Worldwide icon-chevron-right South Pacific icon-chevron-right Australia icon-chevron-right Melbourne icon-chevron-right Where to see flowers near Melbourne

Where to see flowers near Melbourne

Surround yourself with beautiful blooms at these flower gardens close to Melbourne

Tesselaar Tulip Festival
Photograph: Supplied

Melbourne is not only great for food and footy – it’s also florally fantastic too. Just a short journey from the city’s concrete jungle you can find everything from curated rose gardens to wild fields of colourful native flowers. Plus many of the city’s surrounding flower farms also host open days and festivals celebrating their favourite blooms. While all these places are open to view flowers during certain times throughout the year, always make sure to ask before picking any to take home.

Closer to home check out Melbourne's best parks.


Where to see flowers near Melbourne

Victoria State Rose Garden
Photograph: Supplied
Attractions, Parks and gardens


icon-location-pin Werribee South

Stop and smell the roses this spring at Werribee Mansion. The Victoria State Rose Garden is located on the plush grounds of the 19th century Italianate mansion and is home to 5,000 roses across five hectares (which are also shaped to resemble a Tudor rose). Some of the best performing and photogenic roses include the white ‘Aspirin’, peach-coloured ‘Brass Band’ and baby pink, lemon-scented ‘Angel Face’. The gardens are open every day.

Best time to go: October and November

at Blue Lotus Water Garden
Photograph: Supplied
Attractions, Parks and gardens

Water lilies

icon-location-pin Yarra Valley

Blue Lotus Water Garden is more than 50,000 square metres in size and is covered by a multitude of water lilies and lotus flowers over dozens of ponds and two lakes. Take a stroll around the gardens and peek inside the four greenhouses that grow rare plants, including the Giant Amazon Lily, the world’s largest lily species. This top-notch garden is what they call a seasonal display garden, meaning it’s only open for a very short time throughout the year.

Best time to go: December to April (visit the website for the exact dates)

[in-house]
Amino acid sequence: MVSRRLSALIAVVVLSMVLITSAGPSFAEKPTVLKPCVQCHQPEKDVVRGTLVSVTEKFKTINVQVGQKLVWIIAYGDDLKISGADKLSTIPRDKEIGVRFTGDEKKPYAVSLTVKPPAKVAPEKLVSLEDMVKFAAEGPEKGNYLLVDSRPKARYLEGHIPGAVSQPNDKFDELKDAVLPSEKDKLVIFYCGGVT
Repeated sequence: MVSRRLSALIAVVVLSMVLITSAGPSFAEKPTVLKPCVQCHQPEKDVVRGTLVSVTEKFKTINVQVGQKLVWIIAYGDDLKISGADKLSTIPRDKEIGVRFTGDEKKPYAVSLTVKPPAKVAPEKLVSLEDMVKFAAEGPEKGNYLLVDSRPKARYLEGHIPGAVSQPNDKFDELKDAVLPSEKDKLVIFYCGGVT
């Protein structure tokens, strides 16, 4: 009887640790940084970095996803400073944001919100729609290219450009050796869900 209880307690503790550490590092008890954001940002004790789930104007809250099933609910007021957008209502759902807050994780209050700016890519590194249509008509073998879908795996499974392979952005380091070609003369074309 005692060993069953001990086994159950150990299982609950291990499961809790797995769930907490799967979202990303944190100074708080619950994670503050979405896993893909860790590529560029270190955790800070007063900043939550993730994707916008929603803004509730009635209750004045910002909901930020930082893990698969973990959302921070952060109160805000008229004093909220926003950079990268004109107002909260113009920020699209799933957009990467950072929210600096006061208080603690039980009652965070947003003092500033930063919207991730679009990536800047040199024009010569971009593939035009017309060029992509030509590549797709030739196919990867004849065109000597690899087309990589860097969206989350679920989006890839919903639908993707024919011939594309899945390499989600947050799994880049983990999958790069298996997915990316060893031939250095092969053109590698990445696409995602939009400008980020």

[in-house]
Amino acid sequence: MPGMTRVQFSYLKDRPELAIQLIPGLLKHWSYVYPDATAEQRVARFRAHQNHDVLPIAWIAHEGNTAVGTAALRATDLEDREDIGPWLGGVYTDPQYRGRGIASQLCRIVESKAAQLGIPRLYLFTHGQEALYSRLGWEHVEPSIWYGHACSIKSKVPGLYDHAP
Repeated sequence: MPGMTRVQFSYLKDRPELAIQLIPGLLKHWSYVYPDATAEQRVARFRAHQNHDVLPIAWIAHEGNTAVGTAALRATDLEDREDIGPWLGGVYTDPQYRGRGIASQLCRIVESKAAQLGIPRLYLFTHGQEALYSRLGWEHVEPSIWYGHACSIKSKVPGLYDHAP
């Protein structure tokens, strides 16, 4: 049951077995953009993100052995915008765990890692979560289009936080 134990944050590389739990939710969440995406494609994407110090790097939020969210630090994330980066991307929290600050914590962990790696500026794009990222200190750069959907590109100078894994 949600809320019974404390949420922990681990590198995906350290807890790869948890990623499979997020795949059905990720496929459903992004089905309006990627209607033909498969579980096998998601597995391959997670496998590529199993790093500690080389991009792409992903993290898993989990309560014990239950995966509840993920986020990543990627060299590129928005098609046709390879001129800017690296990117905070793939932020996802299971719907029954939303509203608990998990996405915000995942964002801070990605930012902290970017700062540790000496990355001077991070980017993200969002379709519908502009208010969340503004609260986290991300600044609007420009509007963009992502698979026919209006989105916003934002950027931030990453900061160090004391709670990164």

Close up of a peony at Spring Hill Peony Farm
Photograph:Tracey Fanning Photography


Hot take: peonies don’t get nearly as much attention as they should. See the bulbous, frilly flowers in all their floral glory at Spring Hill Peony Farm. Peonies bloom a little later than other spring flowers (around late November) so they’re perfect for those who want to wait until it’s warm to go picking. The peonies here are available in shades of white and pink and can be bought in punches, pots or you can opt to pick your own (BYO secateurs). Dates liable to change due to weather and updates can be found on Spring Hill’s Facebook page.

Best time to go: Late November

Lavandula Swiss Italian Farm
Photograph: Supplied
Attractions, Farms


These European-style gardens are situated in the not-so-European hills of Shepherds Flat in north-west Victoria. The farm sits on a 40-hectare property originally operated by a Swiss-Italian family who came to Victoria in search of gold. Today it boasts an incredible lavender farm, vegetable and herb gardens and an on-site cafe. Skim your hands over the building’s original 1850s stone brickwork and try your best to bottle the scent for a rainy day.

Best time to go: Late summer

Field of daisies in Terrick Terrick National Park
Photograph: Supplied


Fabians Block in Terrick National Park is a bit far afield (it's closer to NSW than Melbourne), but it's well worth a visit if you love daisies. The park features open plains which in the spring burst into flower. There are thousands of daisies to gaze at as well as lilies and peas. Look with your eyes, not with your hands – it's illegal to pick wildflowers in Australia.

Best time to go: September

Wattle field in Greater Bendigo National Park
Photograph: Supplied


If you're on the prowl for native wildflowers, Victoria has a few locations worth visiting. Wildflower Drive in Greater Bendigo National Park comes alive with golden wattle every spring. Anglesea Heath in the Great Otway National Park is known for its orchids (especially along Bambra-Aireys Inlet Road and Bald Hill Road), while Lerderberg campground in Lerderberg State Park has plenty of heath, orchids, wattles and peas.

Best time to go: Spring

Discover Melbourne's secret gardens